On 23 June 2016, the UK held a referendum where voters indicated that the country should leave the EU. The purpose of this client update is solely to comment on the potential impact for the Cayman Islands and the BVI.
The referendum vote itself was advisory rather than binding and the consequences of the vote, and the timing of the next steps, will be determined by the UK Parliament.
We understand that the negotiation of the UK's withdrawal from the EU is expected to take two years from the date on which Article 50 of the Lisbon Treaty is triggered. Current reports indicate that an Article 50 notification is only likely to occur once a new UK Prime Minister has been appointed, which is anticipated to happen by the time of the UK Conservative Party conference in October 2016.
Although the Cayman Islands and the BVI are overseas territories of the UK, they are not part of the EU (as is the case with Gibraltar).
Accordingly, we do not foresee an immediate or significant impact on the Cayman Islands or the BVI as a result of the referendum outcome and are satisfied that the relationship between the UK and each of the Cayman Islands and the BVI will remain the same.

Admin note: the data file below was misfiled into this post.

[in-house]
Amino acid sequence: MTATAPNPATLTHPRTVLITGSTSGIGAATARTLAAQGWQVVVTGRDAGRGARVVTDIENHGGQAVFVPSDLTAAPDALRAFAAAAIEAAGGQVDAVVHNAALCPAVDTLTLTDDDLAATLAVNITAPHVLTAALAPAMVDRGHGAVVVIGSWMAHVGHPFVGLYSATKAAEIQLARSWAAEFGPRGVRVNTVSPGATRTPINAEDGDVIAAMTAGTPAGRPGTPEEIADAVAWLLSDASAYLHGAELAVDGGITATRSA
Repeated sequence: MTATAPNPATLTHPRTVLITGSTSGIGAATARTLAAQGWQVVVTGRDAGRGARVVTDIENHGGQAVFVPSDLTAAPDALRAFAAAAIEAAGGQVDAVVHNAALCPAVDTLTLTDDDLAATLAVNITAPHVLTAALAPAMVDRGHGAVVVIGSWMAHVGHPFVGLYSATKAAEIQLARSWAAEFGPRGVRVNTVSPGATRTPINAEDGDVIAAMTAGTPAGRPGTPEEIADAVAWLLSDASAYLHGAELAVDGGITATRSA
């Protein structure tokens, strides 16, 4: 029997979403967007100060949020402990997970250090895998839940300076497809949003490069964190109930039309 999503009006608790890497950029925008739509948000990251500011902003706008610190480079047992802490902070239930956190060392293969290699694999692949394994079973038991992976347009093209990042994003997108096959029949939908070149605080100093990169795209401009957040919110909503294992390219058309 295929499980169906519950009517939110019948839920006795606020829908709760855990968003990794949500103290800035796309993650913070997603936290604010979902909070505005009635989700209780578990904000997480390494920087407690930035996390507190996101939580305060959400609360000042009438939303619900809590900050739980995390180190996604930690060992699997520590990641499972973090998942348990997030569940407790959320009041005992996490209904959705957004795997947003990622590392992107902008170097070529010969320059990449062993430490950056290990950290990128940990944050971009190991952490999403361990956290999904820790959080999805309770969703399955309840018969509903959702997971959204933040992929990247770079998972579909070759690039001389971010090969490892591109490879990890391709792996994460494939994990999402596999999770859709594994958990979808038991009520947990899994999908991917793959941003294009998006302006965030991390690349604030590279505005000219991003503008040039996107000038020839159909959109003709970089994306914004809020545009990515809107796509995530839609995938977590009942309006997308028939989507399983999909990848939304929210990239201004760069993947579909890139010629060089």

As EU law does not apply to the Cayman Islands or the BVI, current Cayman Islands legislation and BVI legislation will remain unaffected. The current judicial system for both the Cayman Islands and the BVI, with the UK's Privy Council as their respective ultimate court of appeal, will remain unaffected.
If clients require more detailed EU-focused advice on the referendum's implications, the partners in our full service law firm in Ireland stand ready to assist. Alternatively, please liaise with your usual Maples group contact or any of the following for more information:
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